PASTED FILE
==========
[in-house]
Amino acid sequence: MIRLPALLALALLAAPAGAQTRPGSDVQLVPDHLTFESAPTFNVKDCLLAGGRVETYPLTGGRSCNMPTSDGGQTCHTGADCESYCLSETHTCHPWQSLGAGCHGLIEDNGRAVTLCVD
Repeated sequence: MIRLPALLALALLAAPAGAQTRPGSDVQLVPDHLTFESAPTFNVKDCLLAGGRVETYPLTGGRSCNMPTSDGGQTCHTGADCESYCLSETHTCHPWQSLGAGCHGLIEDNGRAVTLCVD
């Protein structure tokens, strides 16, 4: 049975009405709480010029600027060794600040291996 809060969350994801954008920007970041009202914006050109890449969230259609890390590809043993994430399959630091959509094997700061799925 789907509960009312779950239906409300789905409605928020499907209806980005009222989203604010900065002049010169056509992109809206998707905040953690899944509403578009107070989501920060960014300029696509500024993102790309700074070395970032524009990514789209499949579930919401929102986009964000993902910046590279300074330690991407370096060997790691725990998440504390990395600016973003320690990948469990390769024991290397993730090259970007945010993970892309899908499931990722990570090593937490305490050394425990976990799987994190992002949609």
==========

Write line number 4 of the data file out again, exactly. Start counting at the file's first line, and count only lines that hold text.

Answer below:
């Protein structure tokens, strides 16, 4: 049975009405709480010029600027060794600040291996 809060969350994801954008920007970041009202914006050109890449969230259609890390590809043993994430399959630091959509094997700061799925 789907509960009312779950239906409300789905409605928020499907209806980005009222989203604010900065002049010169056509992109809206998707905040953690899944509403578009107070989501920060960014300029696509500024993102790309700074070395970032524009990514789209499949579930919401929102986009964000993902910046590279300074330690991407370096060997790691725990998440504390990395600016973003320690990948469990390769024991290397993730090259970007945010993970892309899908499931990722990570090593937490305490050394425990976990799987994190992002949609």